Choosing options today for possible resale tomorrow is one perk of buying new. These forward-thinking selections can mean years of enjoyment and accommodating your family and its changes, while making it easier to sell in the future. Adding a well thought-out family/great room or other functional space can be a smart investment and one that does add to the value of your home. Other upgrades and renovations allow little opportunity to recover the costs when it’s time to sell. “Homeowners, be careful how you choose to spend your money, if you are expecting the investment to pay off when reselling you home.”
1. KITCHEN: Put your upgrade money in higher-end kitchen cabinets here and you’ll never regret it. You’ll want your kitchen to be functional, durable, and a joy to be in… since it is where you spend a lot of time.
Semi-custom 42-inch wall cabinets offer a wide range of colors and styles, longer-lasting finishes, lots of storage options, and long-lasting details such as dovetailed drawer joinery and cool hardware. Extra-tall upper cabinets that reach all the way to the ceiling and you’ll nab extra storage space, plus you won’t have to dust the cabinet tops. Add a planning desk and roll out trays in the base cabinets, I can already see “resell wow factor.”
As for kitchen colors, most find lighter colors for counters, floors and cabinets because these make the space appear to be larger.
2. FOORING: A hard surface such as hardwood, tile or stone wears better than carpet, looks better, and it will delineate the entry in a very open plan house. Carrying the hardwood flooring through to the kitchen and breakfast area and even through family room is the smart choice, and buyers will pay more for it.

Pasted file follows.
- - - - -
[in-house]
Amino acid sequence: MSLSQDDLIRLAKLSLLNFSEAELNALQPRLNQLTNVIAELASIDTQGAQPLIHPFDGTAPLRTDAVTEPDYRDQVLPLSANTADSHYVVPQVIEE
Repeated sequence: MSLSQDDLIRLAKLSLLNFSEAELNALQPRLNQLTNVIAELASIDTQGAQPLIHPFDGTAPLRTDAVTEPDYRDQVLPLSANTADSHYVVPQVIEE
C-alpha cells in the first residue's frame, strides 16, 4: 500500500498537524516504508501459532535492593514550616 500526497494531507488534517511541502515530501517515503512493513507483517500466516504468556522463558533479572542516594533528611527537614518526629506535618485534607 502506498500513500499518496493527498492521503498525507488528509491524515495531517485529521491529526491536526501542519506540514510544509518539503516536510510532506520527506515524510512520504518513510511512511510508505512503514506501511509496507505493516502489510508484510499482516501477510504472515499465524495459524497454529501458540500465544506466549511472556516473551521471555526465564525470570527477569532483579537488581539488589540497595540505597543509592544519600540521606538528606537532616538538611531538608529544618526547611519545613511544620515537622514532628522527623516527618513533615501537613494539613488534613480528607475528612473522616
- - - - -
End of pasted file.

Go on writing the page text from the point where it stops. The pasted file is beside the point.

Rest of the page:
You can’t go wrong with wood. It has warmth and blends with any décor. It’s one of the few materials that just refuse to go out of style. Put it where everyone can appreciate it — living room, dining room, great room, and even, your kitchen. Oak is a failsafe option that’ll always look good but costs less than the more exotic woods.
Though all builders offer many carpet choices, expensive upgrades are not cost effective. The general consensus is that within four to five years, the next buyer won’t keep the carpet, no matter what it is.
While real estate listings still mention “new carpeting throughout” as a sales point, potential buyers can cringe at having wall-to-wall carpeting, due to the growing concern over the healthfulness of carpeting due to the amount of chemicals used in its processing and the potential for allergens. Wall-to-wall carpet is something on which it’s difficult to recoup the costs. Add to that the probability that the carpet’s style and color that you thought “perfect,” might not be someone else’ perfect.
3. BATHROOMS: Even a minor bathroom remodel can help sell a house. Consider replacing a small, damaged, or outdated bathtub with something more modern. Modern claw feet tubs are deeper and more styled than the traditional ones. A large walk-in tiled shower is popular with Baby Boomers. If your house is over 10 years old, you probably have outdated faucets in your bathroom. Look for modern style fixtures with clean lines in colors like antiqued bronze and brushed metal. Update your cabinets and countertops to more neutral, modern colors like a neutral white porcelain or even stainless steel. You can save dollars and help humanity by buying from resellers like Habitat for Humanity’s ReStore, in Georgetown.